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Interventions in primary care to improve cardiovascular risk factors and glycated haemoglobin (HbA1c) levels in patients with diabetes: a systematic review


Seitz, P; Rosemann, T; Gensichen, J; Huber, C A (2011). Interventions in primary care to improve cardiovascular risk factors and glycated haemoglobin (HbA1c) levels in patients with diabetes: a systematic review. Diabetes, Obesity and Metabolism, 13(6):479-489.

Abstract

Aims Most patients with diabetes are treated in primary care (PC). We performed a systematic review to assess the effect of single and combined interventions on cardiovascular risk factors (CVRF) and HbA1c levels in patients with diabetes in PC settings. Methods We searched the MEDLINE database from January 1990 through October 2008. According to the Cochrane Effective Practice and Organization of Care Group (EPOC) criteria, (cluster-) randomised control studies and controlled before-and-after studies were selected and reviewed. Identified interventions were classified according to a modified EPOC intervention taxonomy. Results We included 68 studies. 45 studies evaluated the effect of any intervention on HbA1c. 17 studies presented a significant improvement in HbA1c. Nine out of 27 studies evaluating CVRFs (Cholesterol, Blood Pressure) and HbA1c showed a significant improvement in at least two of these factors. Audit and feedback on performance, clinical decision support systems, multi-professional teams and patient education seemed to be successful strategies. Conclusions The increasing evidence regarding the treatment of persons with chronic illnesses, summarised in the Chronic Care Model (CCM), is not reflected in most recent studies about diabetes treatment in primary care. Most interventions still seem only partly adapted to the CCM. The methodological quality of many studies is still poor and often the pivotal outcomes CVRFs and HbA1c are not appropriately addressed. As a consequence, the potential of PC in the care of patients with diabetes may still be underestimated.

Abstract

Aims Most patients with diabetes are treated in primary care (PC). We performed a systematic review to assess the effect of single and combined interventions on cardiovascular risk factors (CVRF) and HbA1c levels in patients with diabetes in PC settings. Methods We searched the MEDLINE database from January 1990 through October 2008. According to the Cochrane Effective Practice and Organization of Care Group (EPOC) criteria, (cluster-) randomised control studies and controlled before-and-after studies were selected and reviewed. Identified interventions were classified according to a modified EPOC intervention taxonomy. Results We included 68 studies. 45 studies evaluated the effect of any intervention on HbA1c. 17 studies presented a significant improvement in HbA1c. Nine out of 27 studies evaluating CVRFs (Cholesterol, Blood Pressure) and HbA1c showed a significant improvement in at least two of these factors. Audit and feedback on performance, clinical decision support systems, multi-professional teams and patient education seemed to be successful strategies. Conclusions The increasing evidence regarding the treatment of persons with chronic illnesses, summarised in the Chronic Care Model (CCM), is not reflected in most recent studies about diabetes treatment in primary care. Most interventions still seem only partly adapted to the CCM. The methodological quality of many studies is still poor and often the pivotal outcomes CVRFs and HbA1c are not appropriately addressed. As a consequence, the potential of PC in the care of patients with diabetes may still be underestimated.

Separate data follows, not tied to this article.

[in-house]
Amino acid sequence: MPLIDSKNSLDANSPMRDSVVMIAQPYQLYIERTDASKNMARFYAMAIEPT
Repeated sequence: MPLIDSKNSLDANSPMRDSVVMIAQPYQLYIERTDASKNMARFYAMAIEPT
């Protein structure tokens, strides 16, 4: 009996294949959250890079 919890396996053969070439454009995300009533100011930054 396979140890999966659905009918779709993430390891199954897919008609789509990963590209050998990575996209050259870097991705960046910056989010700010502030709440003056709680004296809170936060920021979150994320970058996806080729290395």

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Additional indexing

Item Type:Journal Article, refereed, original work
Communities & Collections:04 Faculty of Medicine > University Hospital Zurich > Institute of General Practice
Dewey Decimal Classification:610 Medicine & health
Language:English
Date:2011
Deposited On:17 Feb 2011 15:00
Last Modified:05 Apr 2016 14:47
Publisher:Wiley-Blackwell
ISSN:1462-8902
Publisher DOI:https://doi.org/10.1111/j.1463-1326.2010.01347.x
PubMed ID:21205119

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